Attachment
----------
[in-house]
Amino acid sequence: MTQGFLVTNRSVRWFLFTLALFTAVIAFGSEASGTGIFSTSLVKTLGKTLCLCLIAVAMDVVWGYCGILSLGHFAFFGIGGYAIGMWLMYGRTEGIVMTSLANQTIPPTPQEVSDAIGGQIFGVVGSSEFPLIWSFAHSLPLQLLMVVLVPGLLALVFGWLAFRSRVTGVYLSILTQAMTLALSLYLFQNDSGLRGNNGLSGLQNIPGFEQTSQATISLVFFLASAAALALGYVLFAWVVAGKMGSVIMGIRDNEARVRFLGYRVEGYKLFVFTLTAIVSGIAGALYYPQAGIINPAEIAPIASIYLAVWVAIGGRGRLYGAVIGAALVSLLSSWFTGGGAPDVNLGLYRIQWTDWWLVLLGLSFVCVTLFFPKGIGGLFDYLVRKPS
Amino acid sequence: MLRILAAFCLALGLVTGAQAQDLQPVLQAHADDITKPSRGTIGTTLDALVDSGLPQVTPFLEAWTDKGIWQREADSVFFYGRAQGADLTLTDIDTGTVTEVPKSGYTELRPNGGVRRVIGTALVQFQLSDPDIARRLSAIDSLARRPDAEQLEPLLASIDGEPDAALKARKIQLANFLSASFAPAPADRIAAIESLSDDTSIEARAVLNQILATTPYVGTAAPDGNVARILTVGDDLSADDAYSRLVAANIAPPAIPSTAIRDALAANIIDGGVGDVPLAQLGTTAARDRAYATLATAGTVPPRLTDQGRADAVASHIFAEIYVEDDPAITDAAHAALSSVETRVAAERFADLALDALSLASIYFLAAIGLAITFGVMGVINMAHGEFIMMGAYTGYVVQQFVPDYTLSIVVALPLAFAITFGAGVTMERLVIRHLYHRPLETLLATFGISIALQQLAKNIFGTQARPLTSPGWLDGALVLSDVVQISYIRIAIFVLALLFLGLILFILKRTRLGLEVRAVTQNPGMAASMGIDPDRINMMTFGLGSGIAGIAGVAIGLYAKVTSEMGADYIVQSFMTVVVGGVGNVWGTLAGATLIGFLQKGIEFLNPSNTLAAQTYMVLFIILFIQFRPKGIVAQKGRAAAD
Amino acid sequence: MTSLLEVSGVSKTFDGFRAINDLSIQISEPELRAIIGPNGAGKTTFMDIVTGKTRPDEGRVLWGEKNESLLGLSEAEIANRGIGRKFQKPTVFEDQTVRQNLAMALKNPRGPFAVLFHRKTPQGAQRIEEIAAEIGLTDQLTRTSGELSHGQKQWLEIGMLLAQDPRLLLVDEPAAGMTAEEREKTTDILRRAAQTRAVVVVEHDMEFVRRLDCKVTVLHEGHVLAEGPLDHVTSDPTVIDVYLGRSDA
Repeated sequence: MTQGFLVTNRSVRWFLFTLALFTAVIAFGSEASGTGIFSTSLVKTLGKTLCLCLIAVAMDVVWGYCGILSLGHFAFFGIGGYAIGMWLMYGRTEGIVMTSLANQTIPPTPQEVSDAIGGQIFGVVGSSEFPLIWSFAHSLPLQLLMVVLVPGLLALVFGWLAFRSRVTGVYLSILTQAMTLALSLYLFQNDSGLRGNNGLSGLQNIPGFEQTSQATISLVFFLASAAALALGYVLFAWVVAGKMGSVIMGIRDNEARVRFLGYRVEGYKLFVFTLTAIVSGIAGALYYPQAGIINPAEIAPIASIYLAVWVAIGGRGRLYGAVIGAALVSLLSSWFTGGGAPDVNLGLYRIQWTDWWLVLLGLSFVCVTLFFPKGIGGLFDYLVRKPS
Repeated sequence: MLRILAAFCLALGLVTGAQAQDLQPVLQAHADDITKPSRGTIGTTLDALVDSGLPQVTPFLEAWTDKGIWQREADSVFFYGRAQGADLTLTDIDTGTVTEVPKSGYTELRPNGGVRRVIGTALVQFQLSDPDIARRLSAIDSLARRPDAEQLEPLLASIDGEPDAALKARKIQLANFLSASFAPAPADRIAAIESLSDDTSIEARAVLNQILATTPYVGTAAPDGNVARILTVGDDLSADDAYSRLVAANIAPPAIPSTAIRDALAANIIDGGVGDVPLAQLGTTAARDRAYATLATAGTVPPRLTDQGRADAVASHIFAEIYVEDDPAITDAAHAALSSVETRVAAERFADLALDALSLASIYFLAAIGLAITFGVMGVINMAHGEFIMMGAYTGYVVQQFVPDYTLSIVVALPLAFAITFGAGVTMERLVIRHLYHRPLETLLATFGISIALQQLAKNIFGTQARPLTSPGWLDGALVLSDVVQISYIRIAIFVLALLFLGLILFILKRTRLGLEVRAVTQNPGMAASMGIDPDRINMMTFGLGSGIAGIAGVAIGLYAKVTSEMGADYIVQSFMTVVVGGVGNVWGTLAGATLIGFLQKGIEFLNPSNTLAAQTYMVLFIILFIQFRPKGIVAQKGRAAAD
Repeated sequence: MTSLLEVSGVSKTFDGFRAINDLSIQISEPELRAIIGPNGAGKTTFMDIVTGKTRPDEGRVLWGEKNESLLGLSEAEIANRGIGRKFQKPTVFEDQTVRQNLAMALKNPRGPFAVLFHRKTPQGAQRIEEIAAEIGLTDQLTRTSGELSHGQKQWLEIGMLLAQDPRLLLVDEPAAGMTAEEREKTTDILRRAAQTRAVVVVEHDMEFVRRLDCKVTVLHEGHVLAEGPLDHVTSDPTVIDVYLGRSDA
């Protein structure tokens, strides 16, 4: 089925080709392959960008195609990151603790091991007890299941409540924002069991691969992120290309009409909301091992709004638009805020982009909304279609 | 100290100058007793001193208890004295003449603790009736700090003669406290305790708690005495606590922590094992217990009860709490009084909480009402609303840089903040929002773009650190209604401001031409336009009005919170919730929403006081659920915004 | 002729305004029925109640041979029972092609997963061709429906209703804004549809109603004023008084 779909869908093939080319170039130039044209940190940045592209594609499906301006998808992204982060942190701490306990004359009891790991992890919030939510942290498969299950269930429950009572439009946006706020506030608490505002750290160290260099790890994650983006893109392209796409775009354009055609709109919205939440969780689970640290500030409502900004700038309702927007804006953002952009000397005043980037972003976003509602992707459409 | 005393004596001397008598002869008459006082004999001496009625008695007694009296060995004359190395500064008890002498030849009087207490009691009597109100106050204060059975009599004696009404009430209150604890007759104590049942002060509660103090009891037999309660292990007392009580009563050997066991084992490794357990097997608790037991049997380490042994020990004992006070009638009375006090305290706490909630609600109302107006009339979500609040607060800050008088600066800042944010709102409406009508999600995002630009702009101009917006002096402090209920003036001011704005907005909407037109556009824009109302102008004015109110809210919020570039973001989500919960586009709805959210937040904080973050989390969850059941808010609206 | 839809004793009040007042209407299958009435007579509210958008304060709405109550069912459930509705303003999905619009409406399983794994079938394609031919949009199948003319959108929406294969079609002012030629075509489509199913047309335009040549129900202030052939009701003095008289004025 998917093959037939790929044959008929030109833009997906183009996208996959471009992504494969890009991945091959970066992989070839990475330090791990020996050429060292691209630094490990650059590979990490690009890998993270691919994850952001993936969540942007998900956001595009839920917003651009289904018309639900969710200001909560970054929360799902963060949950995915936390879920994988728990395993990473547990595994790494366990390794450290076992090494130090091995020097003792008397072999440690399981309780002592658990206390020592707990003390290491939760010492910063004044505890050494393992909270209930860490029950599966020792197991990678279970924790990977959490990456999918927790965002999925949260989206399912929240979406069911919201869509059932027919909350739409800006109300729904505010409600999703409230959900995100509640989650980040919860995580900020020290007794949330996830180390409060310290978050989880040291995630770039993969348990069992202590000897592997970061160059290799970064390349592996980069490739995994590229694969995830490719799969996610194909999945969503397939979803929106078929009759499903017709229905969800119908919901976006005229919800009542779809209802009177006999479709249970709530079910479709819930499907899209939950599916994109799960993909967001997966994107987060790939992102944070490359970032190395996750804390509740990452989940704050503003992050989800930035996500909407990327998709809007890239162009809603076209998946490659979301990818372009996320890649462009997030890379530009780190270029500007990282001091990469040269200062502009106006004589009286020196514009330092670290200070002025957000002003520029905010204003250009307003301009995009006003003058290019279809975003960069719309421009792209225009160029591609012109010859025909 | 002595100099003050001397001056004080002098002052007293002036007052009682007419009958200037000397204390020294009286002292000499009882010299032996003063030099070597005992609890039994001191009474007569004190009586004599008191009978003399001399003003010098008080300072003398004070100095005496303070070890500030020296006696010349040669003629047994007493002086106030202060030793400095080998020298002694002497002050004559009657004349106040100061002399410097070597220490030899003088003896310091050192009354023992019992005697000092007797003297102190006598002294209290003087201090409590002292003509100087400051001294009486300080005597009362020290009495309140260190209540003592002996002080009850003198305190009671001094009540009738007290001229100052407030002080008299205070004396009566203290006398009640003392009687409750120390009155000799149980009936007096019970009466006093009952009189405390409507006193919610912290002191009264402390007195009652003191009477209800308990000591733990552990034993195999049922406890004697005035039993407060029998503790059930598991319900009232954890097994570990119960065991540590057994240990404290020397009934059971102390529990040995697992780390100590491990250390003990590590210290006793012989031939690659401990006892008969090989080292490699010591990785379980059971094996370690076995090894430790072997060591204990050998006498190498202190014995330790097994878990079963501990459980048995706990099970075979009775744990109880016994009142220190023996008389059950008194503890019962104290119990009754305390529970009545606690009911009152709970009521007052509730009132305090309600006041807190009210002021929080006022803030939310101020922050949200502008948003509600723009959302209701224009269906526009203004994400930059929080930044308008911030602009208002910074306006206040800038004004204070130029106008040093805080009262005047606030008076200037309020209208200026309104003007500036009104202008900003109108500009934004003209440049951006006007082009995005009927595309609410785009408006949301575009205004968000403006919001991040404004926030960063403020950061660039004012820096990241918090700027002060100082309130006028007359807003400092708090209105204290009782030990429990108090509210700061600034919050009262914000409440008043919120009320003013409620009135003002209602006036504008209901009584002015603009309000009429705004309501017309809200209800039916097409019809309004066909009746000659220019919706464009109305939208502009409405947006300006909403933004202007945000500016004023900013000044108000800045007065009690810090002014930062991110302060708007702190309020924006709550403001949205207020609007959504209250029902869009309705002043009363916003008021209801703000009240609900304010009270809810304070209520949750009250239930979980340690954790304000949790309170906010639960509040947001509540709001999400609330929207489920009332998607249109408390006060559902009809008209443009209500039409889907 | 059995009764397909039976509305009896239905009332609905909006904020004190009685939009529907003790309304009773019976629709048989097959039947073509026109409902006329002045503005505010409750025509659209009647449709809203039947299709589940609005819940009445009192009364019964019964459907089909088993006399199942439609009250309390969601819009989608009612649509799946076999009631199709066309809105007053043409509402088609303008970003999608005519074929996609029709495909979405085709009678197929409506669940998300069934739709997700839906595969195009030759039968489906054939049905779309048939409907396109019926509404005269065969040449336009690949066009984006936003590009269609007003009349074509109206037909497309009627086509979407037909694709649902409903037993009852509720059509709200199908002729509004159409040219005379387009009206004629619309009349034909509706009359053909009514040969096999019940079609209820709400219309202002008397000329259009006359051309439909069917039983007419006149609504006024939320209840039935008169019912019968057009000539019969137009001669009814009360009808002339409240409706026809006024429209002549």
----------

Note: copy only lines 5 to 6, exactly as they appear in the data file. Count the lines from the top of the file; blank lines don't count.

Repeated sequence: MTQGFLVTNRSVRWFLFTLALFTAVIAFGSEASGTGIFSTSLVKTLGKTLCLCLIAVAMDVVWGYCGILSLGHFAFFGIGGYAIGMWLMYGRTEGIVMTSLANQTIPPTPQEVSDAIGGQIFGVVGSSEFPLIWSFAHSLPLQLLMVVLVPGLLALVFGWLAFRSRVTGVYLSILTQAMTLALSLYLFQNDSGLRGNNGLSGLQNIPGFEQTSQATISLVFFLASAAALALGYVLFAWVVAGKMGSVIMGIRDNEARVRFLGYRVEGYKLFVFTLTAIVSGIAGALYYPQAGIINPAEIAPIASIYLAVWVAIGGRGRLYGAVIGAALVSLLSSWFTGGGAPDVNLGLYRIQWTDWWLVLLGLSFVCVTLFFPKGIGGLFDYLVRKPS
Repeated sequence: MLRILAAFCLALGLVTGAQAQDLQPVLQAHADDITKPSRGTIGTTLDALVDSGLPQVTPFLEAWTDKGIWQREADSVFFYGRAQGADLTLTDIDTGTVTEVPKSGYTELRPNGGVRRVIGTALVQFQLSDPDIARRLSAIDSLARRPDAEQLEPLLASIDGEPDAALKARKIQLANFLSASFAPAPADRIAAIESLSDDTSIEARAVLNQILATTPYVGTAAPDGNVARILTVGDDLSADDAYSRLVAANIAPPAIPSTAIRDALAANIIDGGVGDVPLAQLGTTAARDRAYATLATAGTVPPRLTDQGRADAVASHIFAEIYVEDDPAITDAAHAALSSVETRVAAERFADLALDALSLASIYFLAAIGLAITFGVMGVINMAHGEFIMMGAYTGYVVQQFVPDYTLSIVVALPLAFAITFGAGVTMERLVIRHLYHRPLETLLATFGISIALQQLAKNIFGTQARPLTSPGWLDGALVLSDVVQISYIRIAIFVLALLFLGLILFILKRTRLGLEVRAVTQNPGMAASMGIDPDRINMMTFGLGSGIAGIAGVAIGLYAKVTSEMGADYIVQSFMTVVVGGVGNVWGTLAGATLIGFLQKGIEFLNPSNTLAAQTYMVLFIILFIQFRPKGIVAQKGRAAAD